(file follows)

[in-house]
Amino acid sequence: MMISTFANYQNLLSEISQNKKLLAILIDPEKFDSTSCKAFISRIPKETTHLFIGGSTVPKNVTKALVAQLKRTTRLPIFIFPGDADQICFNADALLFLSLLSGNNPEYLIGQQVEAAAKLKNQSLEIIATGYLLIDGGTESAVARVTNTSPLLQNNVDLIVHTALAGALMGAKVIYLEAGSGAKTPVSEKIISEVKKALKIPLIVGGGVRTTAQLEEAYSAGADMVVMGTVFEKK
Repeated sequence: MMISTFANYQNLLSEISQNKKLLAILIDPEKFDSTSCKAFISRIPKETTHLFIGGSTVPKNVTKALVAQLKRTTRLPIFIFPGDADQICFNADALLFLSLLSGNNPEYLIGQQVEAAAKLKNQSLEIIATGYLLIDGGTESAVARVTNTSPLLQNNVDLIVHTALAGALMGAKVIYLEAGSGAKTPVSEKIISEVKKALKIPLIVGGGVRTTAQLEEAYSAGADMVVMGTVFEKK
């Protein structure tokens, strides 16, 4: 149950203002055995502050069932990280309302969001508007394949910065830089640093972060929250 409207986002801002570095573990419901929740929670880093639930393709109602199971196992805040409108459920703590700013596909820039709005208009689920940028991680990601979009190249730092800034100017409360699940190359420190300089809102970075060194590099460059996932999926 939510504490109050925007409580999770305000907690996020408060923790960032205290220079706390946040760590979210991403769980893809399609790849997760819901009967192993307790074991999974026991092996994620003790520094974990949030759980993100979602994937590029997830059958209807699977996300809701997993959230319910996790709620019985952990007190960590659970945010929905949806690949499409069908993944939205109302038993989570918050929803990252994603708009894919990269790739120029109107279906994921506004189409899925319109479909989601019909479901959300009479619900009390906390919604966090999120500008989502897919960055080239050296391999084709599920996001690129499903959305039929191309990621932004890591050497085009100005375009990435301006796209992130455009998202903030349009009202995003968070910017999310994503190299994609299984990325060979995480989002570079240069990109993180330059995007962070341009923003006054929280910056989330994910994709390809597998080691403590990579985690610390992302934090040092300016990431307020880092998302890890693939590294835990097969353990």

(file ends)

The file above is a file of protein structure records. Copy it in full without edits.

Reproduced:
[in-house]
Amino acid sequence: MMISTFANYQNLLSEISQNKKLLAILIDPEKFDSTSCKAFISRIPKETTHLFIGGSTVPKNVTKALVAQLKRTTRLPIFIFPGDADQICFNADALLFLSLLSGNNPEYLIGQQVEAAAKLKNQSLEIIATGYLLIDGGTESAVARVTNTSPLLQNNVDLIVHTALAGALMGAKVIYLEAGSGAKTPVSEKIISEVKKALKIPLIVGGGVRTTAQLEEAYSAGADMVVMGTVFEKK
Repeated sequence: MMISTFANYQNLLSEISQNKKLLAILIDPEKFDSTSCKAFISRIPKETTHLFIGGSTVPKNVTKALVAQLKRTTRLPIFIFPGDADQICFNADALLFLSLLSGNNPEYLIGQQVEAAAKLKNQSLEIIATGYLLIDGGTESAVARVTNTSPLLQNNVDLIVHTALAGALMGAKVIYLEAGSGAKTPVSEKIISEVKKALKIPLIVGGGVRTTAQLEEAYSAGADMVVMGTVFEKK
């Protein structure tokens, strides 16, 4: 149950203002055995502050069932990280309302969001508007394949910065830089640093972060929250 409207986002801002570095573990419901929740929670880093639930393709109602199971196992805040409108459920703590700013596909820039709005208009689920940028991680990601979009190249730092800034100017409360699940190359420190300089809102970075060194590099460059996932999926 939510504490109050925007409580999770305000907690996020408060923790960032205290220079706390946040760590979210991403769980893809399609790849997760819901009967192993307790074991999974026991092996994620003790520094974990949030759980993100979602994937590029997830059958209807699977996300809701997993959230319910996790709620019985952990007190960590659970945010929905949806690949499409069908993944939205109302038993989570918050929803990252994603708009894919990269790739120029109107279906994921506004189409899925319109479909989601019909479901959300009479619900009390906390919604966090999120500008989502897919960055080239050296391999084709599920996001690129499903959305039929191309990621932004890591050497085009100005375009990435301006796209992130455009998202903030349009009202995003968070910017999310994503190299994609299984990325060979995480989002570079240069990109993180330059995007962070341009923003006054929280910056989330994910994709390809597998080691403590990579985690610390992302934090040092300016990431307020880092998302890890693939590294835990097969353990």